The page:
Leslie L. Beale, JD
Executive and Developmental Coach
If you follow the topic of leadership for any length of time, you may start to notice a disturbing pattern – one that reduces leadership to no more than a series of tips or tricks. Stand a certain way, use certain listening techniques, utilize a particular method for running meetings and – voila! – you too can be a great leader. Too often the difficult tasks that are a part of outstanding leadership get reduced to a set of behaviors that we can copy and paste.
Work with leaders or take on leadership yourself for any amount of time, however, and you’ll quickly learn that leadership is an inside job. The most important improvements leaders make stem from the work they undertake in improving themselves on a deeper, more personal level. It’s facing your fears, letting go of beliefs that don’t serve you, moving beyond habit patterns that keep you stuck, and realizing how you impact others and how they impact you that make the most meaningful difference in how you show up as a leader.
There’s a place to focus on specific behaviors – procrastination, interrupting others, time management – but even then, it’s been my experience that the most significant and lasting change comes not in someone telling you what to do, but in you asking yourself the really hard questions. What insecurity am I masking with this behavior? What would I be putting at risk by making a change? What’s most important to me about how I show up in this situation?
Often this work gets dismissed by analytical types as being too touchy-feely or not concrete enough. Even if you believe in its importance, deeper developmental work can feel intimidating. It requires you to take honest stock of who you are, and reveal some parts of yourself that may have been hidden or at least unnoticed for a very long time. It’s the kind of work that nudges you beyond your comfort zone, calling you to find the next evolution of who you are. It requires time, patience, and courage.
If you’re serious about really improving yourself as a leader, however, it’s imperative that you take on this challenge. You can get started by incorporating a few of these practices:
- Try some solitude. Not long ago on this very blog, Beth Ford encouraged us to embrace the notion of solitude as a key practice for leadership. I couldn’t agree more. There is simply no substitute for the quiet, reflective work that can occur only when we are truly on our own. If you’re ready to really commit to improving your leadership, it requires a commitment to also finding space in your calendar for time alone.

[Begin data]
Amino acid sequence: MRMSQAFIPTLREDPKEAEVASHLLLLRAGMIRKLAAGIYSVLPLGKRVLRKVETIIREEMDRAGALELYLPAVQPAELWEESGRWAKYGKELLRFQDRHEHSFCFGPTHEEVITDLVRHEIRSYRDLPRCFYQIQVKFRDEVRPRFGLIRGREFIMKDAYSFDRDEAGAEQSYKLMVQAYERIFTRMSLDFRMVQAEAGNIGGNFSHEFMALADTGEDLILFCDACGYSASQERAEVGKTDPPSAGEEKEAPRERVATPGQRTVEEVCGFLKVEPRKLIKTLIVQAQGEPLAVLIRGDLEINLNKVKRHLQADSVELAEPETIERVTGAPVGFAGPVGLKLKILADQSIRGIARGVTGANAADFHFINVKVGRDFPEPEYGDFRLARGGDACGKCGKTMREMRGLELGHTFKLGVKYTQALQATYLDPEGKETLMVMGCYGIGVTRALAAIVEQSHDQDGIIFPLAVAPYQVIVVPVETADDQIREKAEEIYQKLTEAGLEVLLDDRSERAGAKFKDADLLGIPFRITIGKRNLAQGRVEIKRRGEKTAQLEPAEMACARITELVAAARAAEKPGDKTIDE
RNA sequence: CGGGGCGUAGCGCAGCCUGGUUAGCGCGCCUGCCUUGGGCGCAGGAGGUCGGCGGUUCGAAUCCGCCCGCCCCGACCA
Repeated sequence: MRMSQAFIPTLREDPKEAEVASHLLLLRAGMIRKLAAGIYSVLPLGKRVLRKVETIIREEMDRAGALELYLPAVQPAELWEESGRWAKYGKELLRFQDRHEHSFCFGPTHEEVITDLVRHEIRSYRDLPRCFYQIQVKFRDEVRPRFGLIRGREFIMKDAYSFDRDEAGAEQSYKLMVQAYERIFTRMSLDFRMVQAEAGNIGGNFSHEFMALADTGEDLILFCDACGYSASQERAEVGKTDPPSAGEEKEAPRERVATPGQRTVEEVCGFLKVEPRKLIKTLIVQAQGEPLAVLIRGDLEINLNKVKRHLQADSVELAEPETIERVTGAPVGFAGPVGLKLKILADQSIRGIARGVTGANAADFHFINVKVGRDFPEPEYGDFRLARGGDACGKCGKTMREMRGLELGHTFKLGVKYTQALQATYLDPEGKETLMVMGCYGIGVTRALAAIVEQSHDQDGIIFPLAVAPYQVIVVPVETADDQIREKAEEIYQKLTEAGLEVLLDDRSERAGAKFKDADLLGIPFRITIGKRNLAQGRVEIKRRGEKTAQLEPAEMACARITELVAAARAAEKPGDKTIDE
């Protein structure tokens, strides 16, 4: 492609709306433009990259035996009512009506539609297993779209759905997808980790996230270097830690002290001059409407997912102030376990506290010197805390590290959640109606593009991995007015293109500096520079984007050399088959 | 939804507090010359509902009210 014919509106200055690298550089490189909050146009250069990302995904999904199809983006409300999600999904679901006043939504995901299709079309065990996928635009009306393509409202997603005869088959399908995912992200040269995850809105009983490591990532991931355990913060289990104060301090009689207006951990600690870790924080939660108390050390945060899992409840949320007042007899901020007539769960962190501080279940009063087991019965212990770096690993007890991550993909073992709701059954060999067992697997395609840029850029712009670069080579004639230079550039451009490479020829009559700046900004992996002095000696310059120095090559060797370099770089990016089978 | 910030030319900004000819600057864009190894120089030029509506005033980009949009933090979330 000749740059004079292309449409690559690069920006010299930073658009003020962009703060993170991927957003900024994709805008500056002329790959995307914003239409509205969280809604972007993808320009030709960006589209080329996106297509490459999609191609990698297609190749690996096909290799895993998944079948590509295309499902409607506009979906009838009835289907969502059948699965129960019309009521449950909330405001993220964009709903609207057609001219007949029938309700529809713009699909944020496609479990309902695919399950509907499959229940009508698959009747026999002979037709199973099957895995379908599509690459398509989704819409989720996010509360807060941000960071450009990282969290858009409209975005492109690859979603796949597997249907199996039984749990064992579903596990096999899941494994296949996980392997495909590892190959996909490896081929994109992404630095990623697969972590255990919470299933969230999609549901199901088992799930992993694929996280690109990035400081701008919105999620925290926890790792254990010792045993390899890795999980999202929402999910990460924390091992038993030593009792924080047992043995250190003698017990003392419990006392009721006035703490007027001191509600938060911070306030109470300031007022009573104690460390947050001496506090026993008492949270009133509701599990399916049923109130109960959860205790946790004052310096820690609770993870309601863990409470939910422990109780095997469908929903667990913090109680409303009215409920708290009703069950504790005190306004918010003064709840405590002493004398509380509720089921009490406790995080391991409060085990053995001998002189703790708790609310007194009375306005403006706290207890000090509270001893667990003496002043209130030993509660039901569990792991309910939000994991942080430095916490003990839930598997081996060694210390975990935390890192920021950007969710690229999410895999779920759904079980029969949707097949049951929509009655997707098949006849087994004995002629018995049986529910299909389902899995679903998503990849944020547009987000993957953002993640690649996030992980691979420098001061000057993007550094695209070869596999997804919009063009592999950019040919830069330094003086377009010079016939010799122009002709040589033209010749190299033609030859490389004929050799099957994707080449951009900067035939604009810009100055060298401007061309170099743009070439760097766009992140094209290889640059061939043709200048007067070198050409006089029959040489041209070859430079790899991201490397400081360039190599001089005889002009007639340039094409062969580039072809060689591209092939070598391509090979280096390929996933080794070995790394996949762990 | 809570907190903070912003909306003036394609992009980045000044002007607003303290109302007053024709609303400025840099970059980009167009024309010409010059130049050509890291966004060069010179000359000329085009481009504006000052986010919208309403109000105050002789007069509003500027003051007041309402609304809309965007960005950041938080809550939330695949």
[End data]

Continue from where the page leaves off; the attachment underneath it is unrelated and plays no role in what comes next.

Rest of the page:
- Get good at watching. As lawyers, we are trained to be detailed observers. We look carefully at words, at facts, at the behaviors of the people around us. But often, we have a blind spot when it comes to ourselves. We move through life without ever really taking a step back to watch ourselves. How do we respond under stress? How well do we communicate with our colleagues, our clients, our loved ones? What triggers our worst behavior? Careful observation of ourselves, our minds, and our behaviors can do much to help us shift what holds us back as leaders.
- As you try on new habits, be more intentional. Ask yourself the hard questions as you move outside your comfort zone. What feels difficult about this for me? What seems risky about it? What do I have to give up to make this happen? Doing so will help you uncover the habits and thought patterns that are keeping you where you are. Once you see them clearly, they’re much easier to change.
- Instead of relying on the latest articles to find the next horizon for your growth, look inside instead. No author, blogger or leadership guru can know you the way you know yourself. So instead of turning control of your development over to the latest trending topic, engage in honest self-reflection instead. What feels like your next learning edge? What is calling to you to be tackled right now? Where are you getting results or feedback that doesn’t line up with your goals?
The best leaders will tell you that the process of their evolution was not brief or easy. They’ll describe a struggle, a journey, or at the least, a gradual uncovering. But, it can also be the most rewarding work you’ll ever do.